The Unbreakable Human-Animal Bond

Share Email Pinterest Linkedin Twitter Facebook

51TgBPVMHPL._SX321_BO1,204,203,200_ - Copy

By Kathy M. Finley

According to a recent survey of 16,000 dog and cat owners conducted by the Human Animal Bond Research Institute (HABRI), 95% percent consider a pet part of their family and 92% say there is no reason they would ever give up their pet. In short, the survey shows that the human-animal bond is unbreakable.

For most of my life, I have had cats and felt close to them, but it wasn’t until I started writing about one remarkable cat of mine (Clio) that I learned the strength of the human-animal bond. When I started writing about her antics for a book, I realized how much she had affected my life and how much I had learned from her.

During a difficult time in my life, Clio was my best friend and companion. When I felt down and believed no one else in the world loved me, Clio was there. When I faced a health scare, I gained courage to accept whatever came my way because of her and how she managed multiple disabilities and two bouts with cancer. However, it wasn’t until she passed away that I realized just how unique she was and how much I had learned from her. As I crafted my book about her, I realized that she simultaneously had served as my therapist, entertainer, matchmaker, career coach, and minister.

Clio closeup 2

When Clio came into my life, I was in the midst of a bitter divorce. By watching Clio and her unbounded self-confidence, I restored my self-esteem and self-confidence. Clio was a remarkable cat. She was the runt of the litter, had a heart murmur, and developed cancer twice which left her with one eye and three legs.

As an adult, I had low self-esteem because I still suffered from the scars of being bullied as a child. That low self-esteem led me to enter an abusive marriage. When I received Clio as a birthday gift, my self-esteem was at an all-time low, and she served as my therapist. Watching Clio and her unbounded self-esteem allowed me to view myself in a positive light. After losing an eye and a leg, Clio continued to be the mischievous, rambunctious cat she was before being disabled, and that helped build my self-confidence.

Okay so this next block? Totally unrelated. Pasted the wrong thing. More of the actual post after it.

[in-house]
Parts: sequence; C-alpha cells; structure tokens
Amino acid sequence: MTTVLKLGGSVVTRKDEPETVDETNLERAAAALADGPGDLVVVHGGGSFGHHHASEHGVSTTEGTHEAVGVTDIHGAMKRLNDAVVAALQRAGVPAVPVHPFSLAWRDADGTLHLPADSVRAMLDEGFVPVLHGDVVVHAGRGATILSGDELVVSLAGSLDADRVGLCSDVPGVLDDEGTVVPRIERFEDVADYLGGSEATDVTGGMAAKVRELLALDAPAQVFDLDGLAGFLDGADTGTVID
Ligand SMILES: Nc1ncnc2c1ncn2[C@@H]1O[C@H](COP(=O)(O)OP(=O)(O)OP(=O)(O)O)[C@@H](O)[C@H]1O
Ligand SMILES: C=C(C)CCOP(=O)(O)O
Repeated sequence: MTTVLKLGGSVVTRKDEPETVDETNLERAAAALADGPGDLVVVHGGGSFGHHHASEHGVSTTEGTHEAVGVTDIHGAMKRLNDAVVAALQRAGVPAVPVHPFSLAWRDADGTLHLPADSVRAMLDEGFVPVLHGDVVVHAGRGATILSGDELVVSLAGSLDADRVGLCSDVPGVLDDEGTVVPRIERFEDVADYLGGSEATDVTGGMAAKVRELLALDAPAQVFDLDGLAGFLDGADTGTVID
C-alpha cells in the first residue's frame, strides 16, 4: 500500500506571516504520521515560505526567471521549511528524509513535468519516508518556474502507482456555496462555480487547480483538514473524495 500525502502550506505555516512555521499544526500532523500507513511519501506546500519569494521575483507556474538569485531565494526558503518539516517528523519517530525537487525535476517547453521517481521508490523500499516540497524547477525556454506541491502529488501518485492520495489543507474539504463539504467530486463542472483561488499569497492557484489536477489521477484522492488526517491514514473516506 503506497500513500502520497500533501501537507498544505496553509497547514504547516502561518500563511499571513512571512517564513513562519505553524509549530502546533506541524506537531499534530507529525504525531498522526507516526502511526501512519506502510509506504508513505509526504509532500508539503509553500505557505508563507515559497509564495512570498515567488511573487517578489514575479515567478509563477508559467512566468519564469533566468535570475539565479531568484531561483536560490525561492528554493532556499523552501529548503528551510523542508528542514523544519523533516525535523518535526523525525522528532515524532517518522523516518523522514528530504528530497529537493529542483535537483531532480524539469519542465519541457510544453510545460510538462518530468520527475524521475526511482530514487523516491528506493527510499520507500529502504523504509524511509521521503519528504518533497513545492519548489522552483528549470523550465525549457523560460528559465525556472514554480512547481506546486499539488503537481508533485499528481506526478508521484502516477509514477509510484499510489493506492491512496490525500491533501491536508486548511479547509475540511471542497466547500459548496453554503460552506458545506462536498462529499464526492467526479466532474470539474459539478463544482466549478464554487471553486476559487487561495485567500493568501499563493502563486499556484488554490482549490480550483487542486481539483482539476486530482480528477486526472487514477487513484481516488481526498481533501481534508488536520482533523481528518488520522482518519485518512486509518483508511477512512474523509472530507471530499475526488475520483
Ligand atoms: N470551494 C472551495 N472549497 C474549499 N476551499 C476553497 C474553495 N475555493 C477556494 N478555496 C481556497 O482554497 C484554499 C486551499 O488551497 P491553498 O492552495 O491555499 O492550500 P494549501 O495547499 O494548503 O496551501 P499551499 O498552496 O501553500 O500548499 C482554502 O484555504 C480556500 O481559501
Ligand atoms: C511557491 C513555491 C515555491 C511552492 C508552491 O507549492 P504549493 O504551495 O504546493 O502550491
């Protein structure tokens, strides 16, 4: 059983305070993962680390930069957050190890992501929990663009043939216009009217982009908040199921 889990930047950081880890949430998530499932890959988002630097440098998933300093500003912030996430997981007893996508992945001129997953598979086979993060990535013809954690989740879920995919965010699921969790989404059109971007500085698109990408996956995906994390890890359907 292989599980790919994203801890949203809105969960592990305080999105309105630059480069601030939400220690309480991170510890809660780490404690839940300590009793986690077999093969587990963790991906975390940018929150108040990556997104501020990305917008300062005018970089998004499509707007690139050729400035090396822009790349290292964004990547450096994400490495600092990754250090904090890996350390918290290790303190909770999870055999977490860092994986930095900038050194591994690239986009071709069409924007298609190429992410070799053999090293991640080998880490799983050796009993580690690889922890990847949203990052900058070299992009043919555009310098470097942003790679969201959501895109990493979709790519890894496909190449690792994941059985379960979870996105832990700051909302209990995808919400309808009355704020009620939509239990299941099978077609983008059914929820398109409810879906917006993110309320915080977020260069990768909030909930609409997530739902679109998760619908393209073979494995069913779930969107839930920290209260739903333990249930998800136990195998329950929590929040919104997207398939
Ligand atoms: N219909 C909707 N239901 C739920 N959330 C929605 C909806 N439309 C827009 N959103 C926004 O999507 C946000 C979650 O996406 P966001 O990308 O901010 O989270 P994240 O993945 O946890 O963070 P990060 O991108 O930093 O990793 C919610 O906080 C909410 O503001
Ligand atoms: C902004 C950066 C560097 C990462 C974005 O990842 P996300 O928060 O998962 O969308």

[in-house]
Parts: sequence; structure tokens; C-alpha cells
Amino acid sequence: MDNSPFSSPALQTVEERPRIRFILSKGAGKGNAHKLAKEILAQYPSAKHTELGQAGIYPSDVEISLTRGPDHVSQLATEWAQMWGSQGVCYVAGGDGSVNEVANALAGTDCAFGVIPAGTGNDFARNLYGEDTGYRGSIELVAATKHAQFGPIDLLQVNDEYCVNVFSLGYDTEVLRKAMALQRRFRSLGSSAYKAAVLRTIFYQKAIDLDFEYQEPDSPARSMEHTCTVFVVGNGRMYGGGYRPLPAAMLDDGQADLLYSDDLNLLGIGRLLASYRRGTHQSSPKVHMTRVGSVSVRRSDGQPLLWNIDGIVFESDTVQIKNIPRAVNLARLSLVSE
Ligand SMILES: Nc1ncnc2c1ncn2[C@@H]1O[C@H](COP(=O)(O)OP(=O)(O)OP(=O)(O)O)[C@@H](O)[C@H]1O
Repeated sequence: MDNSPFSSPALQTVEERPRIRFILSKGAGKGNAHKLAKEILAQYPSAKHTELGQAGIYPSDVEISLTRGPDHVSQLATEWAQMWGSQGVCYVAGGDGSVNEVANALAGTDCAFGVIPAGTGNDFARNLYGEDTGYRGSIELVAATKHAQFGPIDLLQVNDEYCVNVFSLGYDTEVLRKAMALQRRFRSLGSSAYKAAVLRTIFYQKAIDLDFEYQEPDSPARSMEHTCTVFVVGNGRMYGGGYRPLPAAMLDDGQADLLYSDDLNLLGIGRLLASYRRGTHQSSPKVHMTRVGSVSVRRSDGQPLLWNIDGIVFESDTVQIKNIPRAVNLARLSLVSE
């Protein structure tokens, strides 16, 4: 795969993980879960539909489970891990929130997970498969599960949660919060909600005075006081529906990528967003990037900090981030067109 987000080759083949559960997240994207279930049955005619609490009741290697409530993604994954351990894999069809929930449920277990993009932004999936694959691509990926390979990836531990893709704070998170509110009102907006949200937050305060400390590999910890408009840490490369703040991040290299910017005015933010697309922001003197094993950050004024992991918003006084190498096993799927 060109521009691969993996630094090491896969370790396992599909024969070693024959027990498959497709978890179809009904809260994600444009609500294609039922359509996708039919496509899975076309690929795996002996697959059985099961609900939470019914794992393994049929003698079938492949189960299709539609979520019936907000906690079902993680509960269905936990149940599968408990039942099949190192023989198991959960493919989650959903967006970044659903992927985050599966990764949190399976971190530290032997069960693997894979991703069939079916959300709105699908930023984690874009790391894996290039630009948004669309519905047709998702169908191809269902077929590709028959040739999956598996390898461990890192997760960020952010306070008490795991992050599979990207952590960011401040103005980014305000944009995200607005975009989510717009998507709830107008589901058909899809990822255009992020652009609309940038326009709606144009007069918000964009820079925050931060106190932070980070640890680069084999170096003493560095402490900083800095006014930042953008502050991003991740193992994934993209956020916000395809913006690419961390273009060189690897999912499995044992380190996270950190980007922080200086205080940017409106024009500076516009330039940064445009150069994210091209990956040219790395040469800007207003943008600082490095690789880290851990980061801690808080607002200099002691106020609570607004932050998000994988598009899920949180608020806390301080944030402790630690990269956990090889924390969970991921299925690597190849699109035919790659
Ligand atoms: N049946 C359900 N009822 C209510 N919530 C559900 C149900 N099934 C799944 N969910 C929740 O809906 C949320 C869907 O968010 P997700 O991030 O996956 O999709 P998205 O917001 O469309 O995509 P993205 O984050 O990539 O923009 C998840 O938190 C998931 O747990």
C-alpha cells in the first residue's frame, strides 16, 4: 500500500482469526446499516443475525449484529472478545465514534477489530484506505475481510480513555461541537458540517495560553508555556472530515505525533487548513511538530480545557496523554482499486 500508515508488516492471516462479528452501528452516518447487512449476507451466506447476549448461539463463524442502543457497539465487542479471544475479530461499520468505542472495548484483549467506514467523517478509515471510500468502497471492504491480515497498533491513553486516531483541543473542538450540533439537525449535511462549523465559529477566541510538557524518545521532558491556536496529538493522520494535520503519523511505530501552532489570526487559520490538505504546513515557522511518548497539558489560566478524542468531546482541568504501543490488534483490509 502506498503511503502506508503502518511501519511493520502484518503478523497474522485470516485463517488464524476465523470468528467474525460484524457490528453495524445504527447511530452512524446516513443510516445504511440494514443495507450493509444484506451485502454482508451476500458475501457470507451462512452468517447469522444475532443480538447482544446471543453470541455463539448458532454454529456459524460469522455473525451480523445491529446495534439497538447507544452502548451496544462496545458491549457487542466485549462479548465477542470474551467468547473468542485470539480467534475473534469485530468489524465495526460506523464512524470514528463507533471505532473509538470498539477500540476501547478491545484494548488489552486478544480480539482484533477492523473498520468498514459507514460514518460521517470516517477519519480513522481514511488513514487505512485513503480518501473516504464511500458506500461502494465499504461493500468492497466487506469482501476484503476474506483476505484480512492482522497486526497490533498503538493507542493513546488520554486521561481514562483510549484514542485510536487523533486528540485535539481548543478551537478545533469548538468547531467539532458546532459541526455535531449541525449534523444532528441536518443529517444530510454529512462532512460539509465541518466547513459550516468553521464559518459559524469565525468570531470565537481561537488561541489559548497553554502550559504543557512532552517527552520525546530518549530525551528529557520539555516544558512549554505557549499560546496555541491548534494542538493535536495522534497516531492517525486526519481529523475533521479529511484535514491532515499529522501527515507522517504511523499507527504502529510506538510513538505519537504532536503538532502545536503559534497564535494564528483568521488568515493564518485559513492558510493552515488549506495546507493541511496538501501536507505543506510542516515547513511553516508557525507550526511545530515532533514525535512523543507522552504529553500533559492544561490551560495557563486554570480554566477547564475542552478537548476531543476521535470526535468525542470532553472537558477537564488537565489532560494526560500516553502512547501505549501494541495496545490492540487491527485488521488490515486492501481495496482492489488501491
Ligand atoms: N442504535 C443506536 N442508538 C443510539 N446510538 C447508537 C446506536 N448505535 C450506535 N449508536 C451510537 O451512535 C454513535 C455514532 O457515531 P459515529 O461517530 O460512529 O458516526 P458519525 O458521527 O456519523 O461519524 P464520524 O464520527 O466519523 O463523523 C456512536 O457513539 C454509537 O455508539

Clio was also quite the entertainer. She would endlessly chase glitter balls through the house. She would lay on her side in the bathroom, push herself off with her back feet, and do an “electric slide” across the bathroom floor. She would go to the edge of the couch and do somersaults. Clio would get herself into awkward situations like tying herself to a bed post after playing with a ball of yarn. Her antics always made me laugh especially when I was down.

Several years after my divorce, I decided to date again, and Clio proved to be quite a matchmaker. She screened all my dates. My favorite chapter in my book was how Clio picked out my current husband and basically chased away those suitors she felt were inappropriate.

Clio was also a career coach. Because of her I developed self-confidence and realized if a one-eyed, three-legged cat could do almost anything cat thing she wanted to do, then what was standing in my way? When Clio was twelve, I had taken a job which seemed great at first but turned into a nightmare. I was miserable. Then I had an opportunity to go after a job that I previously would have thought was out of my league. I applied for the job, went through three intense interviews, and landed my dream job (from which I retired) because she gave me the courage and self-confidence to follow my dreams and believe in myself.

Finally, Clio served in the role of a minister to me. I often questioned whether God actually existed and whether there really was an afterlife. After her passing, she provided proof that we are not alone, and there is an afterlife. That helped me accept not only Clio’s passing but also my mother’s passing. I am now convinced we will be together again with our family, friends, and pets.

In short, the human-animal bond is incredible and unbreakable, and it is amazing what cats can teach us.

About the Author: Kathy M. Finley is a lifelong animal lover and advocate. She retired several years ago after leading nonprofit organizations for more than 40 years. In an effort to help save animals, Finley devotes her time to writing. Her recent book, My One-Eyed, Three-Legged Therapist: How My Cat Clio Saved Me (Purdue University Press – New Directions in the Human Animal Bond Series, 2023) recently won three awards from the Speak Up Talk Radio International Firebird Awards and was a finalist in the Feathered Quill Awards. Her book details how animals helped her face life’s challenges and is a testament to the strength of the human-animal bond. She lives in Indianapolis with her husband Jeff and her two cats, Jackson and Trixie. Kathy can be reached at [email protected] or her at her website – Her book is available on Amazon, Barnes & Noble, and Purdue University Press


Help us do better! Was this article helpful and relevant?
What can you say about this article?
I am completely satisfied, I found useful information and tips in this article
Article was somewhat helpful, but could be improved
Want to share more?
Thank You for the feedback! We work to make the world a better place for cats, and we're getting better for you.
Avatar photo

About Editorial Team

The editorial team consists of experienced veterinarians, behaviorists, and other cat experts who are all dedicated to our mission of providing cat owners with the safest, most reliable information.